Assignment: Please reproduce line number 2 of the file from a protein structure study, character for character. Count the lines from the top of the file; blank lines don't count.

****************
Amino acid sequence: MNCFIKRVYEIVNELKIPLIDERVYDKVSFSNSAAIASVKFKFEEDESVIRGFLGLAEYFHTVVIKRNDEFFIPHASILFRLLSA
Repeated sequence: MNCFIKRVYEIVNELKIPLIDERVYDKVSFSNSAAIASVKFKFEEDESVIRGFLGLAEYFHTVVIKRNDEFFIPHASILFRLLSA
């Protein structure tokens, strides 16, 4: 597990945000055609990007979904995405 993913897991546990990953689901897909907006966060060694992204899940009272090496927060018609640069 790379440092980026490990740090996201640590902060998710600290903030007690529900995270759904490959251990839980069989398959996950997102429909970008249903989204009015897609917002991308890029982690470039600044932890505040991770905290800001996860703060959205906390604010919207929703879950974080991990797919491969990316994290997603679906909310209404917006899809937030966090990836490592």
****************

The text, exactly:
Repeated sequence: MNCFIKRVYEIVNELKIPLIDERVYDKVSFSNSAAIASVKFKFEEDESVIRGFLGLAEYFHTVVIKRNDEFFIPHASILFRLLSA